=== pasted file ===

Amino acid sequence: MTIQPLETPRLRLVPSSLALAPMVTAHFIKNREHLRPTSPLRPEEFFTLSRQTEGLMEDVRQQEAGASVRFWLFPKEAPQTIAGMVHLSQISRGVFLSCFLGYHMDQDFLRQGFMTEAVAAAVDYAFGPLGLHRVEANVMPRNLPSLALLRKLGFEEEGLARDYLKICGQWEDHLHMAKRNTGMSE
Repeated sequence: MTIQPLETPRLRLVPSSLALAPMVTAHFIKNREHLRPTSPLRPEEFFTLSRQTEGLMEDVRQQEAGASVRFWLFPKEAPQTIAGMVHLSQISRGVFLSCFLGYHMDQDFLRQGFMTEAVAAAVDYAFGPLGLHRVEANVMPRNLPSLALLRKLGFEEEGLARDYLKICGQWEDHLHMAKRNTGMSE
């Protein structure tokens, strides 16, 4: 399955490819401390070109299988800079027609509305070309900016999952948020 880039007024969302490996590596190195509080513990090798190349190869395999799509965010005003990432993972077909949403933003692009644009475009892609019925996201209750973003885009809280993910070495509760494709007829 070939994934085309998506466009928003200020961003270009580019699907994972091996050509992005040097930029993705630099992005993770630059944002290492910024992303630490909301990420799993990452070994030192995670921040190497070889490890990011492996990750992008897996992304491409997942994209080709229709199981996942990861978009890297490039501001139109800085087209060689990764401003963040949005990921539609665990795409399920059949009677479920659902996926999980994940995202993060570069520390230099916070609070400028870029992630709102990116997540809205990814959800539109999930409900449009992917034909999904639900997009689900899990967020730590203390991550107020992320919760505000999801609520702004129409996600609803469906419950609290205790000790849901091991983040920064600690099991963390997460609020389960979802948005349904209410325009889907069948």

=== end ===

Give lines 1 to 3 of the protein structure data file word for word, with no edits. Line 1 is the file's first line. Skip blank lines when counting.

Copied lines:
Amino acid sequence: MTIQPLETPRLRLVPSSLALAPMVTAHFIKNREHLRPTSPLRPEEFFTLSRQTEGLMEDVRQQEAGASVRFWLFPKEAPQTIAGMVHLSQISRGVFLSCFLGYHMDQDFLRQGFMTEAVAAAVDYAFGPLGLHRVEANVMPRNLPSLALLRKLGFEEEGLARDYLKICGQWEDHLHMAKRNTGMSE
Repeated sequence: MTIQPLETPRLRLVPSSLALAPMVTAHFIKNREHLRPTSPLRPEEFFTLSRQTEGLMEDVRQQEAGASVRFWLFPKEAPQTIAGMVHLSQISRGVFLSCFLGYHMDQDFLRQGFMTEAVAAAVDYAFGPLGLHRVEANVMPRNLPSLALLRKLGFEEEGLARDYLKICGQWEDHLHMAKRNTGMSE
């Protein structure tokens, strides 16, 4: 399955490819401390070109299988800079027609509305070309900016999952948020 880039007024969302490996590596190195509080513990090798190349190869395999799509965010005003990432993972077909949403933003692009644009475009892609019925996201209750973003885009809280993910070495509760494709007829 070939994934085309998506466009928003200020961003270009580019699907994972091996050509992005040097930029993705630099992005993770630059944002290492910024992303630490909301990420799993990452070994030192995670921040190497070889490890990011492996990750992008897996992304491409997942994209080709229709199981996942990861978009890297490039501001139109800085087209060689990764401003963040949005990921539609665990795409399920059949009677479920659902996926999980994940995202993060570069520390230099916070609070400028870029992630709102990116997540809205990814959800539109999930409900449009992917034909999904639900997009689900899990967020730590203390991550107020992320919760505000999801609520702004129409996600609803469906419950609290205790000790849901091991983040920064600690099991963390997460609020389960979802948005349904209410325009889907069948």